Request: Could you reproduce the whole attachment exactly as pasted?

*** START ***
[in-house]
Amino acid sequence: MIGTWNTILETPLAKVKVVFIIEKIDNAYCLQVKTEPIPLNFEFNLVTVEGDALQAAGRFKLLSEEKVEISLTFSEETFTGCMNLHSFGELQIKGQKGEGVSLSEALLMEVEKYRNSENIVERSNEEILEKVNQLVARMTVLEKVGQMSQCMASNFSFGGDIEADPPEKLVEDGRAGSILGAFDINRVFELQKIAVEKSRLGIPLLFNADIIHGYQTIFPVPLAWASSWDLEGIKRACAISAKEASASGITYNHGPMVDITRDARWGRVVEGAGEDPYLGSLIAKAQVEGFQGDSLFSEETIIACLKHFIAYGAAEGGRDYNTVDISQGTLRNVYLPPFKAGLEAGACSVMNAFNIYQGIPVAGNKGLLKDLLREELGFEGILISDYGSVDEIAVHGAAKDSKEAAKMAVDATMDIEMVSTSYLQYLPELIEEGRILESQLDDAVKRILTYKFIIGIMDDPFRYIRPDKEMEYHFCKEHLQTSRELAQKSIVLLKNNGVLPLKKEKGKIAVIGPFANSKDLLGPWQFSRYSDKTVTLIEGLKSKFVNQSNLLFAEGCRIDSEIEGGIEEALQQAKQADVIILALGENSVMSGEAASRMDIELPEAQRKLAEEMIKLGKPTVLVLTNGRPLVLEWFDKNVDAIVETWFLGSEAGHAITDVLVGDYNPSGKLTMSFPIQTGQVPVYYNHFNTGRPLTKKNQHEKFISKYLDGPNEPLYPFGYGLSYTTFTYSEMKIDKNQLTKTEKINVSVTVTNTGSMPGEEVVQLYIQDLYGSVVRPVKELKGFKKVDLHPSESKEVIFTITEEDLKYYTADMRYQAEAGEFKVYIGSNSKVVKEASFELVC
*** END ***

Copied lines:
[in-house]
Amino acid sequence: MIGTWNTILETPLAKVKVVFIIEKIDNAYCLQVKTEPIPLNFEFNLVTVEGDALQAAGRFKLLSEEKVEISLTFSEETFTGCMNLHSFGELQIKGQKGEGVSLSEALLMEVEKYRNSENIVERSNEEILEKVNQLVARMTVLEKVGQMSQCMASNFSFGGDIEADPPEKLVEDGRAGSILGAFDINRVFELQKIAVEKSRLGIPLLFNADIIHGYQTIFPVPLAWASSWDLEGIKRACAISAKEASASGITYNHGPMVDITRDARWGRVVEGAGEDPYLGSLIAKAQVEGFQGDSLFSEETIIACLKHFIAYGAAEGGRDYNTVDISQGTLRNVYLPPFKAGLEAGACSVMNAFNIYQGIPVAGNKGLLKDLLREELGFEGILISDYGSVDEIAVHGAAKDSKEAAKMAVDATMDIEMVSTSYLQYLPELIEEGRILESQLDDAVKRILTYKFIIGIMDDPFRYIRPDKEMEYHFCKEHLQTSRELAQKSIVLLKNNGVLPLKKEKGKIAVIGPFANSKDLLGPWQFSRYSDKTVTLIEGLKSKFVNQSNLLFAEGCRIDSEIEGGIEEALQQAKQADVIILALGENSVMSGEAASRMDIELPEAQRKLAEEMIKLGKPTVLVLTNGRPLVLEWFDKNVDAIVETWFLGSEAGHAITDVLVGDYNPSGKLTMSFPIQTGQVPVYYNHFNTGRPLTKKNQHEKFISKYLDGPNEPLYPFGYGLSYTTFTYSEMKIDKNQLTKTEKINVSVTVTNTGSMPGEEVVQLYIQDLYGSVVRPVKELKGFKKVDLHPSESKEVIFTITEEDLKYYTADMRYQAEAGEFKVYIGSNSKVVKEASFELVC